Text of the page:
Bill Mungall created an online self guided hike with 10 points of interest for the May 10th Two Rivers Festival. Distance is 6km and difficulty level of 2. Enjoy this trail at your leisure.
Park at the Trailhead of the Radial Line Trail on Victoria Rd, just south of the bridge over the Eramosa River. (If insufficient space, use the parking area for Eramosa River Park on opposite side of the bridge and river.)
Follow COVID-19 guidelines of no carpooling with others to get to trailhead and keep your distance when passing other hikers
Stop 1 Radial Line Trailhead: this 37 km trail runs from here to connect to the Bruce Trail at Limehouse. It was created in 1972 by the Guelph Hiking Trail Club. The lands you are entering were purchased by the Ontario Government in 1909 as part of the Ontario Reformatory, which opened two years later. Proceed some 500 metres along the gravel laneway until you reach a path on your left. Follow it down to the railway, and walk alongside the tracks just a few metres until you reach the edge of the bridge.
Stop 2 Guelph Junction Railway – this is the longest municipally owned railway in North America, opening in 1888 to link to the CPR mainline at Campbellville. Aside from the fine view of the Eramosa River, note the steel cantilevers on the right side of the bridge. These were recently built as a part of a reconstruction of the trestle, to accommodate a fully accessible City multiuse path. Retrace your steps to the main trail, then cross it and walk up a narrow gravel lane (with a U of G sign) that curves to the left. When this path reaches a gravel lane, (but only on weekends… turn right and walk up the hill to the building at the top.) Otherwise, turn left and continue along the gravel lane . Turn left at the first path.
Stop 3 Guelph Turfgrass Institute – this building was designed by the late Karl Briestensky and opened in 1993. If you walk around to the north side of the building for the splendid view, you can see that he aligned it with the towers of the Church of Our Lady. The GTI is moving into the U of G Arboretum later this year, as the Province has already sold all the land east of Victoria for development….so have a good look about…this landscape is about to radically change! Retrace your steps back down the hill, and go past the path on your left that you had taken. Take the next path on your left, and descend the hill.
Stop 4 – Speedwell Station - walk across the main trail and just a few metres past the railway. On your left is the site of a train station (no evidence remains) that served to embark injured soldiers down a road and over a bridge, in and out of the Reformatory from 1917-21, when it served as Speedwell Veterans Hospital. Go a few steps further, and turn right onto the orange blazed trail.Stop 5 – Great Views over the Eramosa – take the first path on your left, to walk out to the middle of an abandoned railway bridge over the Eramosa, which once served the Reformatory slaughterhouse on the opposite side of the river. Retrace your steps to the orange trail and turn left. In just a few metres, turn right onto a path leads into an underpass beneath the tracks and follow it up a rough hillside to cliffs.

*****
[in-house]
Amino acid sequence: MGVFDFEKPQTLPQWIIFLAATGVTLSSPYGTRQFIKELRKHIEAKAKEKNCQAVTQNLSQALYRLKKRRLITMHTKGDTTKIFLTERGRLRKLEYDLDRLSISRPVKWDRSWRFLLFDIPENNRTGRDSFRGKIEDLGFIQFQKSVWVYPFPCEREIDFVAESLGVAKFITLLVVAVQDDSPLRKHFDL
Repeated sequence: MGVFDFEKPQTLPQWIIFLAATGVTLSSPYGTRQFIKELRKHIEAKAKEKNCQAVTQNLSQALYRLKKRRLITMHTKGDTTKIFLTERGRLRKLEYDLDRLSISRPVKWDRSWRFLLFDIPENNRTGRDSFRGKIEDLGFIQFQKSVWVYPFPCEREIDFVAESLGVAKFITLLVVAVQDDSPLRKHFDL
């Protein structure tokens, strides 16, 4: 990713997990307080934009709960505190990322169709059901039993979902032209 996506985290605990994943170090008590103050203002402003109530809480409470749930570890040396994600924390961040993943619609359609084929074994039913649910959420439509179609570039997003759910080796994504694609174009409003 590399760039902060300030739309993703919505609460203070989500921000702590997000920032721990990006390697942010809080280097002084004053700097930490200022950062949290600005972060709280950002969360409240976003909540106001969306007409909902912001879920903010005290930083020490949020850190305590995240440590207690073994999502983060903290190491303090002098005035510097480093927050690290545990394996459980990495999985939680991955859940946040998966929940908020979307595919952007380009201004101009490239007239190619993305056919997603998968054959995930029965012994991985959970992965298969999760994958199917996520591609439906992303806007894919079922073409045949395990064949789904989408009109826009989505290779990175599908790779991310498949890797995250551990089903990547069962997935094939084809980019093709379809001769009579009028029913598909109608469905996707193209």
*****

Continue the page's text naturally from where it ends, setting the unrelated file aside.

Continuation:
Stop 6 – Guelph’s Own Escarpment – this overhanging cliff is the Guelph Formation, gouged out just 13,000 years ago by surging floodwaters from the retreating glaciers to the east. This huge “pro-glacial” river was known as The Guelph Spillway, Southern Ontario’s largest. It lines the Eramosa valley upstream well beyond Rockwood and downstream to below Cambridge. Retrace your steps, and turn right onto the orange Radial Line trail. This trail runs along the bed of the Toronto Suburban electric train line (1917-31) which featured self-propelled passenger cars capable of 140 kph! As you approach Stone Rd, turn left to stay with the orange trail, go under the bridge, and take a sharp left immediately after onto the old bridge.
Stop 7 – Bow String Bridge – built in 1916, this is one of the few survivors of dozens of similar bridges built in Wellington County by Carlo Mattaini, a Fergus engineer, (and former Italian army officer, who resigned his commission and immigrated to Canada after seeing both sides commit atrocities during the 1896 Italian/Ethiopian war.) When the City rebuilt Stone Road in the nineties, it re-routed the road so as to preserve this bridge. Cross the bridge and turn left onto the blue blazed “The O.R.” Sidetrail and go under the bridge. Follow the blue blazes to turn left and then turn right into a large quarry.
Stop 8 – The Earth Science ANSI – designated by the Province as an “Area of Natural and Scientific Interest”, the quarry and 20 acres of surrounding land were bought by the City from the Province to save it from development, and to create a future park. The quarry was excavated by Reformatory prisoners for gravel to build The King’s Highways in the 1920s. Resume walking on the blue blazed trail, noting the fine views over the river.
Stop 9 – Cargill Slaughterhouse - Eastern Canada’s largest, up to 10,000 cattle per week are processed at this facility, which began in the 1920s when operated by the Reformatory and staffed by prisoners.
Stop 10 – Reformatory Ponds – were dug in the 20s and 30s by the most miscreant of prisoners who were assigned to a week’s hard labour. On reaching a gushing pipe and a stream on the left, turn left to cross the stream on the stepping stones and continue along the blue trail. The trail turns away from the Eramosa to run alongside Clythe Creek and then emerges onto a parking lot. Turn left onto York Road. Turn left onto Victoria to return to your vehicle.